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Congressman Joe Courtney

Representing the 2nd District of Connecticut

Connecticut Delegation Advocates for Changes in Fisheries Management to Level the Playing Field for New England Fishermen

May 23, 2016
Press Release
Under current law, New England fishermen are held to more stringent harvesting caps than mid-Atlantic fishermen when operating in the same waters offshore

WASHINGTON, D.C. —Today, Representative Joe Courtney (CT-02) and U.S. Senator Richard Blumenthal (D-Conn.), along with Senator Chris Murphy (D-Conn.), and U.S. Representatives John B. Larson (CT-1) Rosa DeLauro (CT-3), Jim Himes (CT-4), and Elizabeth Esty (CT-5) sent a letter along with nine Massachusetts delegation members to the U.S. Department of Commerce asking for changes to the Mid-Atlantic Fishery Management Council (MAFMC), which sets fishing quotas for many fish species caught by New England fishermen. Specifically, the letter asks that MAFMC to work in coordination with the New England Fisheries Management Council (NEFMC)on a joint management plan for black sea bass, summer flounder, and scup fisheries. Under current laws, mid-Atlantic fishermen harvesting fish off the coast of New England can at times legally take more than ten times that of New England vessels.

“As Members of Congress from states with rich fishing heritage and storied maritime industries, we write today to voice our concerns about the current fishery management structure for the black sea bass, summer flounder, and scup fish stocks,” wrote the delegation members.  “As fluctuations in ocean temperatures shift fish populations northward, New England fishermen are unfairly shortchanged when bountiful stocks managed by a Fishery Management Council outside of their region allocates local states low catch quotas.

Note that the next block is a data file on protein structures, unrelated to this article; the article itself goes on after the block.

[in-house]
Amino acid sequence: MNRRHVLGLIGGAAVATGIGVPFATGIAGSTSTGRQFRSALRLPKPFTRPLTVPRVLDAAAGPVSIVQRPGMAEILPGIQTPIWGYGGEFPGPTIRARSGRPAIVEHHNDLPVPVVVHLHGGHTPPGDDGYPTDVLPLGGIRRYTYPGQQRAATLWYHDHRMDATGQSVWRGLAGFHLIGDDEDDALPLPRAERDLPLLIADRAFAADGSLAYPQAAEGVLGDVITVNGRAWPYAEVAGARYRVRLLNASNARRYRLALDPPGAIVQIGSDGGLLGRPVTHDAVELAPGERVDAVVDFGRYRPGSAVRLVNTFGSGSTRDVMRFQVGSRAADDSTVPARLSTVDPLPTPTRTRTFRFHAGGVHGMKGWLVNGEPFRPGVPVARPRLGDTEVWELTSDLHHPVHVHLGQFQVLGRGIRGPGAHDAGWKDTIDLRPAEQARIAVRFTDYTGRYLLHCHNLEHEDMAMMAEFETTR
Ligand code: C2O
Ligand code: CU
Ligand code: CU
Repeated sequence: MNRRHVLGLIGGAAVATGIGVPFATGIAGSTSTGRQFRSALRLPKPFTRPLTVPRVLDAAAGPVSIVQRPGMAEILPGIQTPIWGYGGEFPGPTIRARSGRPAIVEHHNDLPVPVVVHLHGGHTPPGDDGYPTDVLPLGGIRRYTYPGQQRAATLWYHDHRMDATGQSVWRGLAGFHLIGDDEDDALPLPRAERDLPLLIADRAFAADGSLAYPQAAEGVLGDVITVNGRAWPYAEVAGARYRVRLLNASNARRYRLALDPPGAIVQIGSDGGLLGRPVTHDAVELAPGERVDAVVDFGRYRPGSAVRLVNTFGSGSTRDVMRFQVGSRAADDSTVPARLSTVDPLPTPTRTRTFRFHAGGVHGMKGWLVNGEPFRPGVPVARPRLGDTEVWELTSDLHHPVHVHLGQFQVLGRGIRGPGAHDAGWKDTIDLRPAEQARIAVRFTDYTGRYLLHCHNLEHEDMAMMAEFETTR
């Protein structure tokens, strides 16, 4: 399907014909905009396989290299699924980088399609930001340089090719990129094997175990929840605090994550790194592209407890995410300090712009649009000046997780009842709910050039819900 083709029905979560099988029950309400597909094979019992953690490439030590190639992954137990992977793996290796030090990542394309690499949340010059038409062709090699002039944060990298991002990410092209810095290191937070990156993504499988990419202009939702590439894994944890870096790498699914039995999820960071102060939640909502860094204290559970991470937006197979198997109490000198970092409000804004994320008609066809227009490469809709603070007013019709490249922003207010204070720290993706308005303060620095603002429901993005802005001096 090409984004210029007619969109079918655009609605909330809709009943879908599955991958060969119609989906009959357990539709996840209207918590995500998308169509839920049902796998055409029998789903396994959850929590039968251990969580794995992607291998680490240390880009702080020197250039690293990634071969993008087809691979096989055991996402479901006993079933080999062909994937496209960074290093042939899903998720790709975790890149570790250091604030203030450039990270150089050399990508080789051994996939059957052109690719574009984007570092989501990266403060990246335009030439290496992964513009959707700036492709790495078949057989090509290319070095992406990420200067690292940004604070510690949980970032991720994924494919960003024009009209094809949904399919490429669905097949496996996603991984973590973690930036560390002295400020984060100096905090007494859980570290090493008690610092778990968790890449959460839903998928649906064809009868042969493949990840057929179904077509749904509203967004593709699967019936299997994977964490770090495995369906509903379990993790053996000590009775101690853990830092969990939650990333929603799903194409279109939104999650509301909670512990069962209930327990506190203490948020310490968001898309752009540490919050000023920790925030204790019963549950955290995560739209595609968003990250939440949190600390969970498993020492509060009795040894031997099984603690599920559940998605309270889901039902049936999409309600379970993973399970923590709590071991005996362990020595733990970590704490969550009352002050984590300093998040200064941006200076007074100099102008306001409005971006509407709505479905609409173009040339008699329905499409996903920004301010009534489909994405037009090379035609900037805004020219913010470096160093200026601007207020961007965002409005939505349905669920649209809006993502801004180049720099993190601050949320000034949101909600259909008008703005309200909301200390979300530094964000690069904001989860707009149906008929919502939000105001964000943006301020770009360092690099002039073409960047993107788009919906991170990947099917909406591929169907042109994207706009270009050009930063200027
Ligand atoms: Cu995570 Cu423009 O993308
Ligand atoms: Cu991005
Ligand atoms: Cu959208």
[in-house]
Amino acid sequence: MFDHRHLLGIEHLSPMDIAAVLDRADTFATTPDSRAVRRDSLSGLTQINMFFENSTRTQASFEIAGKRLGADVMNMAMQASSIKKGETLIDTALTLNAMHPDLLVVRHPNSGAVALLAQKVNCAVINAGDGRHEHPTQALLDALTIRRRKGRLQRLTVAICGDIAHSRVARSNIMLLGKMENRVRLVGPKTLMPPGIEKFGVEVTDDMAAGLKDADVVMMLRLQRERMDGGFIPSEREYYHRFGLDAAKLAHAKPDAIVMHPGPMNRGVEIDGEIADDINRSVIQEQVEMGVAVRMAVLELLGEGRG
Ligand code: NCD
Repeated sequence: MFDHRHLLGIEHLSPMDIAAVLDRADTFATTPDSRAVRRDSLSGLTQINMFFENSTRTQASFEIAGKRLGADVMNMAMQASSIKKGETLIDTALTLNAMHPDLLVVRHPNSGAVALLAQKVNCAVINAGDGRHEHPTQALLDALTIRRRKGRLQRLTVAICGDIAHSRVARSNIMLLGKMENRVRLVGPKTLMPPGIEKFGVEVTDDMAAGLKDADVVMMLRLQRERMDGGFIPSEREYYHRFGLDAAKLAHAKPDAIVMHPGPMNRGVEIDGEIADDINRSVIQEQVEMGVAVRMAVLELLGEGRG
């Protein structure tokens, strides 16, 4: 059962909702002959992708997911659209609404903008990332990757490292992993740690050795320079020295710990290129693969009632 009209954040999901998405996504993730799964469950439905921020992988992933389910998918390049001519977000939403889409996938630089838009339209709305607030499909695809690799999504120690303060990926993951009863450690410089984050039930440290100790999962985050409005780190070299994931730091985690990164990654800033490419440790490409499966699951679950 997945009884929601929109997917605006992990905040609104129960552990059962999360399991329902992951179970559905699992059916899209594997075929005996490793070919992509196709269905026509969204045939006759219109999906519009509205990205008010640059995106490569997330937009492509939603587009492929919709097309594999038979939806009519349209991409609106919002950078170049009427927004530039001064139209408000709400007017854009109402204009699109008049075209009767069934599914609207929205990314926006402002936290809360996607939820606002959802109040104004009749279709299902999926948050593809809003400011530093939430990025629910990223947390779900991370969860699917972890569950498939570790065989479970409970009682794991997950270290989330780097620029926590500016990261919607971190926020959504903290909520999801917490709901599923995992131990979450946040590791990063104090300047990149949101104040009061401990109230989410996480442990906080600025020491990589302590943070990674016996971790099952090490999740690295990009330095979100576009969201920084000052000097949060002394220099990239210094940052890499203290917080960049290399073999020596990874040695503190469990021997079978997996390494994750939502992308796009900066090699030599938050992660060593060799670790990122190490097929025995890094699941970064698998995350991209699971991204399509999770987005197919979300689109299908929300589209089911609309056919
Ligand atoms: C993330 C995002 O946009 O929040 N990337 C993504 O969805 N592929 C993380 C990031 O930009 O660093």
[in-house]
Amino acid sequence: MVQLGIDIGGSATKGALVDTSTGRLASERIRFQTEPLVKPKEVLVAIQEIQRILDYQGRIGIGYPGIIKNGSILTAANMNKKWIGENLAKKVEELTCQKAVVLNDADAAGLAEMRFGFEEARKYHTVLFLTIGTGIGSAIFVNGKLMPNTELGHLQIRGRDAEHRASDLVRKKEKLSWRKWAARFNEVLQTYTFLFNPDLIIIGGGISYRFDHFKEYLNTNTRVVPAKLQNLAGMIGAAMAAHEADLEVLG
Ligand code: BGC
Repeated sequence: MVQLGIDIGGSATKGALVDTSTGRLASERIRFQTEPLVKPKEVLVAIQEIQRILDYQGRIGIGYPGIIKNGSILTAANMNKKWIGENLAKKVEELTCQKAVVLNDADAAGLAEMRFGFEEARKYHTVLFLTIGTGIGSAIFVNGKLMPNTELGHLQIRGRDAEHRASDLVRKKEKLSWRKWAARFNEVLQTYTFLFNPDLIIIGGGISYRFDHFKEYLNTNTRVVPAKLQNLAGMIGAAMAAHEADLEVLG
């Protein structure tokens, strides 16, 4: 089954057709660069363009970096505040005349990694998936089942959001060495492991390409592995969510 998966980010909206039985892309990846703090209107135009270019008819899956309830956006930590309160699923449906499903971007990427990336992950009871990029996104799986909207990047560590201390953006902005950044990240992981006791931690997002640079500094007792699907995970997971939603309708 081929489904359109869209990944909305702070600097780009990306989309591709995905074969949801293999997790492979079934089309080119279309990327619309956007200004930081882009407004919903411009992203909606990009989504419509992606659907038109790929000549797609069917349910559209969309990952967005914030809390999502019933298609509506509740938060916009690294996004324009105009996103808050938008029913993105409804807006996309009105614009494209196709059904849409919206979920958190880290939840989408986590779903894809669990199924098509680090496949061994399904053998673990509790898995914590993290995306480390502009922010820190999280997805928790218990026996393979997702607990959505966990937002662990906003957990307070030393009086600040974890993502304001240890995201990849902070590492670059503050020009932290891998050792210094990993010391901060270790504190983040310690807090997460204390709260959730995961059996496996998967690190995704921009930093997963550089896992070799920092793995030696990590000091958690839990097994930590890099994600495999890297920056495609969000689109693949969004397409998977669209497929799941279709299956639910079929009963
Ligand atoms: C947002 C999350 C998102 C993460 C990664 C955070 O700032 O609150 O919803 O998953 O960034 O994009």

“Looking at the current trend of northward movement of fish stocks, we urge the Department of Commerce to direct the MAFMC to work in coordination with the NEFMC on a joint management plan for the black sea bass, summer flounder, and scup fisheries. Until NEFMC member states’ interests are officially considered when negotiating fishery management plans through joint management, our fishing communities will continue to suffer from the existing out-of-date allocation formula.”

Warming ocean temperatures are causing some fish stocks that had formerly been more prevalent in the mid-Atlantic to migrate further north than they had before, including popular targets for fishermen such as summer flounder, black seabass and scup. The changing migration patterns of fish stocks mean that many fishermen from mid-Atlantic states, such as North Carolina, are now regularly venturing further north from their traditional fishing grounds, bringing them into direct competition with New England vessels operating off the coasts of Connecticut and Rhode Island.

Fishing regulations for different fish stocks in U.S. waters are managed by a series of Regional Fishery Management Councils. Among the specific items that these councils regulate are the fishing quotas, or amount of a specific fish species that a fishing boat may catch. The mid-Atlantic fishermen, under the jurisdiction of MAFMC, are allowed to harvest substantially more summer flounder, black seabass, and scup than the northeast fisherman who are a part of NEFMC. While New England fishermen are catching more and more of these species in their nets, they are forced to continually throw many of these fish back into the water. The mid-Atlantic fishermen operating in the same area can at times legally take more than ten times the catch of the New England vessels.

Full letter and below and available online

May 23, 2016

The Honorable Penny Pritzker
Secretary
U.S. Department of Commerce
1401 Constitution Avenue, N.W.
Washington, D.C. 20230

Dear Secretary Pritzker: